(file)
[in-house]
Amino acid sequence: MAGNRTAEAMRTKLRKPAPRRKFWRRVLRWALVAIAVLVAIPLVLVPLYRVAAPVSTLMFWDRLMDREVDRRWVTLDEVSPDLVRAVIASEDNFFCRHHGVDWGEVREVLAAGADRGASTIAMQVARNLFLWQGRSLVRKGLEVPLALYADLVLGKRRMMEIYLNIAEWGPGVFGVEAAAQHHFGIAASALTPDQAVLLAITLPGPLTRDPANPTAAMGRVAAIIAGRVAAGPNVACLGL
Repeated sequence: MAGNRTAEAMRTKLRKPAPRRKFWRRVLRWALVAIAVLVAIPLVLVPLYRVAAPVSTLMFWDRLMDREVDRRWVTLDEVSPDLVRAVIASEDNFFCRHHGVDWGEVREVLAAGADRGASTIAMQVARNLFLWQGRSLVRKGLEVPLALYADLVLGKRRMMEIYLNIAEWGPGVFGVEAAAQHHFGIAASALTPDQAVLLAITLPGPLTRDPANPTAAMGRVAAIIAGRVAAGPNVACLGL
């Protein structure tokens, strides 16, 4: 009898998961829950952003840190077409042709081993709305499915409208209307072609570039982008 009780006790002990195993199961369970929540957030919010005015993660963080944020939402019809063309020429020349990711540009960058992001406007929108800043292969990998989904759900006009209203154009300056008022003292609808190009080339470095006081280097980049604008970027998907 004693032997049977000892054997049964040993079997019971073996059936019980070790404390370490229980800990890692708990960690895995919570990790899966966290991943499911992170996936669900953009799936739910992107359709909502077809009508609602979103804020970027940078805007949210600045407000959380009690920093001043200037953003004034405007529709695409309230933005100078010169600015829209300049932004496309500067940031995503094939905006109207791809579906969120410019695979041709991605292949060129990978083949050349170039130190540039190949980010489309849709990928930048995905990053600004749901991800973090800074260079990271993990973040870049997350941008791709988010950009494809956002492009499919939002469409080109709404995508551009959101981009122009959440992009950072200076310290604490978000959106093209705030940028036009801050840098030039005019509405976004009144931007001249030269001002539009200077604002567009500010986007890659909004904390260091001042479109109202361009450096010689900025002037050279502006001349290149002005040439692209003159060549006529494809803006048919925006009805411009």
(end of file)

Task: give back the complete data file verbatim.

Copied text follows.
[in-house]
Amino acid sequence: MAGNRTAEAMRTKLRKPAPRRKFWRRVLRWALVAIAVLVAIPLVLVPLYRVAAPVSTLMFWDRLMDREVDRRWVTLDEVSPDLVRAVIASEDNFFCRHHGVDWGEVREVLAAGADRGASTIAMQVARNLFLWQGRSLVRKGLEVPLALYADLVLGKRRMMEIYLNIAEWGPGVFGVEAAAQHHFGIAASALTPDQAVLLAITLPGPLTRDPANPTAAMGRVAAIIAGRVAAGPNVACLGL
Repeated sequence: MAGNRTAEAMRTKLRKPAPRRKFWRRVLRWALVAIAVLVAIPLVLVPLYRVAAPVSTLMFWDRLMDREVDRRWVTLDEVSPDLVRAVIASEDNFFCRHHGVDWGEVREVLAAGADRGASTIAMQVARNLFLWQGRSLVRKGLEVPLALYADLVLGKRRMMEIYLNIAEWGPGVFGVEAAAQHHFGIAASALTPDQAVLLAITLPGPLTRDPANPTAAMGRVAAIIAGRVAAGPNVACLGL
């Protein structure tokens, strides 16, 4: 009898998961829950952003840190077409042709081993709305499915409208209307072609570039982008 009780006790002990195993199961369970929540957030919010005015993660963080944020939402019809063309020429020349990711540009960058992001406007929108800043292969990998989904759900006009209203154009300056008022003292609808190009080339470095006081280097980049604008970027998907 004693032997049977000892054997049964040993079997019971073996059936019980070790404390370490229980800990890692708990960690895995919570990790899966966290991943499911992170996936669900953009799936739910992107359709909502077809009508609602979103804020970027940078805007949210600045407000959380009690920093001043200037953003004034405007529709695409309230933005100078010169600015829209300049932004496309500067940031995503094939905006109207791809579906969120410019695979041709991605292949060129990978083949050349170039130190540039190949980010489309849709990928930048995905990053600004749901991800973090800074260079990271993990973040870049997350941008791709988010950009494809956002492009499919939002469409080109709404995508551009959101981009122009959440992009950072200076310290604490978000959106093209705030940028036009801050840098030039005019509405976004009144931007001249030269001002539009200077604002567009500010986007890659909004904390260091001042479109109202361009450096010689900025002037050279502006001349290149002005040439692209003159060549006529494809803006048919925006009805411009």